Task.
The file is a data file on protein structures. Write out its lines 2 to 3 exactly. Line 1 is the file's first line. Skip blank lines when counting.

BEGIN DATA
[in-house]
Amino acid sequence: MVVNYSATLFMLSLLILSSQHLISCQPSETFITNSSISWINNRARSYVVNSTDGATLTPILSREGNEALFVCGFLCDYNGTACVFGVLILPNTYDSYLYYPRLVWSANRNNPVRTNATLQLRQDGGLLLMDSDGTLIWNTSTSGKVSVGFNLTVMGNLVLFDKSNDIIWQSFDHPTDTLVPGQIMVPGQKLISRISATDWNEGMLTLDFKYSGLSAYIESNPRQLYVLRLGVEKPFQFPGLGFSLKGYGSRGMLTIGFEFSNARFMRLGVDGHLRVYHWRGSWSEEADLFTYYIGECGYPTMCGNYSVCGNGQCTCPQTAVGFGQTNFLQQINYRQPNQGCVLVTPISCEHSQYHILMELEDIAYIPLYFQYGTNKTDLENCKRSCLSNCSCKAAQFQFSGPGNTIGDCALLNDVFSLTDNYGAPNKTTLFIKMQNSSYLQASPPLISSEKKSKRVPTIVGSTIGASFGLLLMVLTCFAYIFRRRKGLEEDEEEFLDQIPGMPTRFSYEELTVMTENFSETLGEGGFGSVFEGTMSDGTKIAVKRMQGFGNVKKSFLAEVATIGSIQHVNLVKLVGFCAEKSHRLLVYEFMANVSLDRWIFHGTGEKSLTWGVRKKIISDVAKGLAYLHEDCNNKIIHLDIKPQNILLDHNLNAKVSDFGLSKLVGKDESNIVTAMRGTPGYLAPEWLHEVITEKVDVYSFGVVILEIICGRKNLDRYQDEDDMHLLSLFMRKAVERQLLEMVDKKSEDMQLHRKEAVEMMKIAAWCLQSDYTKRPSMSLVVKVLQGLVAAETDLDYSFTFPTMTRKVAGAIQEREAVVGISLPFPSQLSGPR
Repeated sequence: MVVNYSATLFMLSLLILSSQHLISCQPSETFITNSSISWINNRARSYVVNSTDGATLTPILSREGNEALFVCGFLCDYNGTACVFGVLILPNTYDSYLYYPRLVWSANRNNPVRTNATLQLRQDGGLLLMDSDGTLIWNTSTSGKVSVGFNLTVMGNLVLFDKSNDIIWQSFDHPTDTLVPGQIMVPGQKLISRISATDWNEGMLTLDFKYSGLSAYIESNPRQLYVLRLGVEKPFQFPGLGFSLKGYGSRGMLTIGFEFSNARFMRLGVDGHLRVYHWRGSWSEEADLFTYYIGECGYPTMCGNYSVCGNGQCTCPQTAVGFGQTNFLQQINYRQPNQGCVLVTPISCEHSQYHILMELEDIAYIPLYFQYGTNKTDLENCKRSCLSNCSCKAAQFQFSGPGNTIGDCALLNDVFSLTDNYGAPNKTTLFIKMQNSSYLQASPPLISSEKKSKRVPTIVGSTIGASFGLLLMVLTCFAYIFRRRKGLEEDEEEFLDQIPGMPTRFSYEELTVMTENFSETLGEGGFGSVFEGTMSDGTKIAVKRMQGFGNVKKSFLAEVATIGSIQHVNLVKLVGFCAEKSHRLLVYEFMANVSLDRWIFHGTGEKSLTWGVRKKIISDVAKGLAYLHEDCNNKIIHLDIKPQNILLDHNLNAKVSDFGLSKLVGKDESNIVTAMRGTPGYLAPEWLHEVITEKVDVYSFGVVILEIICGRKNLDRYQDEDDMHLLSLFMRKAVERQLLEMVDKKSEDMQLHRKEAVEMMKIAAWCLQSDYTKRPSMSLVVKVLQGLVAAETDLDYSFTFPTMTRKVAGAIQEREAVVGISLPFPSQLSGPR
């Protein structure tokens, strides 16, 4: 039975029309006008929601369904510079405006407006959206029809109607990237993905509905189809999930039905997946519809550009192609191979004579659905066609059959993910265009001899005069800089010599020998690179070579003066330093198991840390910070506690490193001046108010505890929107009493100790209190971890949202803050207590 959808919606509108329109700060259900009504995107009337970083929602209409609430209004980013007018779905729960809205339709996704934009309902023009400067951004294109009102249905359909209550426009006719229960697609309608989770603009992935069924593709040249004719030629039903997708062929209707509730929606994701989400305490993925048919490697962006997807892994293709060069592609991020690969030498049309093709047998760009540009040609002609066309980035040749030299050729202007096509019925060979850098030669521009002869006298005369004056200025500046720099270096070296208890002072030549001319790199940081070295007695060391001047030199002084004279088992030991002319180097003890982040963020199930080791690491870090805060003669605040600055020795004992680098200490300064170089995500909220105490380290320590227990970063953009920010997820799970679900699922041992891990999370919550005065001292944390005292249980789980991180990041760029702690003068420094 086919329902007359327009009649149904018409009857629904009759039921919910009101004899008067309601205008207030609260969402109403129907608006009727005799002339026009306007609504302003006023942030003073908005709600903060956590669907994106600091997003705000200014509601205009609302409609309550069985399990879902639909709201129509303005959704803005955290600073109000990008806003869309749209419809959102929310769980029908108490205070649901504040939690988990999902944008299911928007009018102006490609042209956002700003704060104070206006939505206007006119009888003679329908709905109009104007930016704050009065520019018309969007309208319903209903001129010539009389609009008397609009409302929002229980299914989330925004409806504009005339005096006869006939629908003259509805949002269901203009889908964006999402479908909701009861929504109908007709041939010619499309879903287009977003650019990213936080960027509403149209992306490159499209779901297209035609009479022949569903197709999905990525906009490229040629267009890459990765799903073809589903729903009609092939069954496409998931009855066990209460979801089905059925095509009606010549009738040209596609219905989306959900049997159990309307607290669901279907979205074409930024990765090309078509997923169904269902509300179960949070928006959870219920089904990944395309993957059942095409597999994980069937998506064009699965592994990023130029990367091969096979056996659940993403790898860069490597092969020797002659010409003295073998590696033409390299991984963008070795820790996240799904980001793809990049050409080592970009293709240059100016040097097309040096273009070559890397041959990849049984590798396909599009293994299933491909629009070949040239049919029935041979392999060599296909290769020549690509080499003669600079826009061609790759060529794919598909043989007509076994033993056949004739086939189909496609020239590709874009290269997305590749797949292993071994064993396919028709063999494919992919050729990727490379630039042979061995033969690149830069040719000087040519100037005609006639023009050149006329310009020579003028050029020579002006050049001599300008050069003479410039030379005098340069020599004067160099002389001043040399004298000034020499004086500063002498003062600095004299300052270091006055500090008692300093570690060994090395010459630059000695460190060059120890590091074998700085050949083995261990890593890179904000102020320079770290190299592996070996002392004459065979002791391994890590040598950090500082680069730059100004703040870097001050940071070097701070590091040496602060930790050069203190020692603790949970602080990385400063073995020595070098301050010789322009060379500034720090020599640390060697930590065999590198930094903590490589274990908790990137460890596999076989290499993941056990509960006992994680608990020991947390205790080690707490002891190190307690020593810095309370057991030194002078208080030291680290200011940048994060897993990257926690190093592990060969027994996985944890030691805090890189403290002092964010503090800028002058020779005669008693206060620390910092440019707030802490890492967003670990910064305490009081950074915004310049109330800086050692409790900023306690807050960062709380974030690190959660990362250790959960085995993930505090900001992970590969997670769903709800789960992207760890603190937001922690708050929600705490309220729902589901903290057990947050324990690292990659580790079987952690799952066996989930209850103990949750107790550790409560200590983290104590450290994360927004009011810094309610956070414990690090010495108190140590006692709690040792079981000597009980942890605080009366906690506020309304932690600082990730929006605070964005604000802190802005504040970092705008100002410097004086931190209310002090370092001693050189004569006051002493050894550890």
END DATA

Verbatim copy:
Amino acid sequence: MVVNYSATLFMLSLLILSSQHLISCQPSETFITNSSISWINNRARSYVVNSTDGATLTPILSREGNEALFVCGFLCDYNGTACVFGVLILPNTYDSYLYYPRLVWSANRNNPVRTNATLQLRQDGGLLLMDSDGTLIWNTSTSGKVSVGFNLTVMGNLVLFDKSNDIIWQSFDHPTDTLVPGQIMVPGQKLISRISATDWNEGMLTLDFKYSGLSAYIESNPRQLYVLRLGVEKPFQFPGLGFSLKGYGSRGMLTIGFEFSNARFMRLGVDGHLRVYHWRGSWSEEADLFTYYIGECGYPTMCGNYSVCGNGQCTCPQTAVGFGQTNFLQQINYRQPNQGCVLVTPISCEHSQYHILMELEDIAYIPLYFQYGTNKTDLENCKRSCLSNCSCKAAQFQFSGPGNTIGDCALLNDVFSLTDNYGAPNKTTLFIKMQNSSYLQASPPLISSEKKSKRVPTIVGSTIGASFGLLLMVLTCFAYIFRRRKGLEEDEEEFLDQIPGMPTRFSYEELTVMTENFSETLGEGGFGSVFEGTMSDGTKIAVKRMQGFGNVKKSFLAEVATIGSIQHVNLVKLVGFCAEKSHRLLVYEFMANVSLDRWIFHGTGEKSLTWGVRKKIISDVAKGLAYLHEDCNNKIIHLDIKPQNILLDHNLNAKVSDFGLSKLVGKDESNIVTAMRGTPGYLAPEWLHEVITEKVDVYSFGVVILEIICGRKNLDRYQDEDDMHLLSLFMRKAVERQLLEMVDKKSEDMQLHRKEAVEMMKIAAWCLQSDYTKRPSMSLVVKVLQGLVAAETDLDYSFTFPTMTRKVAGAIQEREAVVGISLPFPSQLSGPR
Repeated sequence: MVVNYSATLFMLSLLILSSQHLISCQPSETFITNSSISWINNRARSYVVNSTDGATLTPILSREGNEALFVCGFLCDYNGTACVFGVLILPNTYDSYLYYPRLVWSANRNNPVRTNATLQLRQDGGLLLMDSDGTLIWNTSTSGKVSVGFNLTVMGNLVLFDKSNDIIWQSFDHPTDTLVPGQIMVPGQKLISRISATDWNEGMLTLDFKYSGLSAYIESNPRQLYVLRLGVEKPFQFPGLGFSLKGYGSRGMLTIGFEFSNARFMRLGVDGHLRVYHWRGSWSEEADLFTYYIGECGYPTMCGNYSVCGNGQCTCPQTAVGFGQTNFLQQINYRQPNQGCVLVTPISCEHSQYHILMELEDIAYIPLYFQYGTNKTDLENCKRSCLSNCSCKAAQFQFSGPGNTIGDCALLNDVFSLTDNYGAPNKTTLFIKMQNSSYLQASPPLISSEKKSKRVPTIVGSTIGASFGLLLMVLTCFAYIFRRRKGLEEDEEEFLDQIPGMPTRFSYEELTVMTENFSETLGEGGFGSVFEGTMSDGTKIAVKRMQGFGNVKKSFLAEVATIGSIQHVNLVKLVGFCAEKSHRLLVYEFMANVSLDRWIFHGTGEKSLTWGVRKKIISDVAKGLAYLHEDCNNKIIHLDIKPQNILLDHNLNAKVSDFGLSKLVGKDESNIVTAMRGTPGYLAPEWLHEVITEKVDVYSFGVVILEIICGRKNLDRYQDEDDMHLLSLFMRKAVERQLLEMVDKKSEDMQLHRKEAVEMMKIAAWCLQSDYTKRPSMSLVVKVLQGLVAAETDLDYSFTFPTMTRKVAGAIQEREAVVGISLPFPSQLSGPR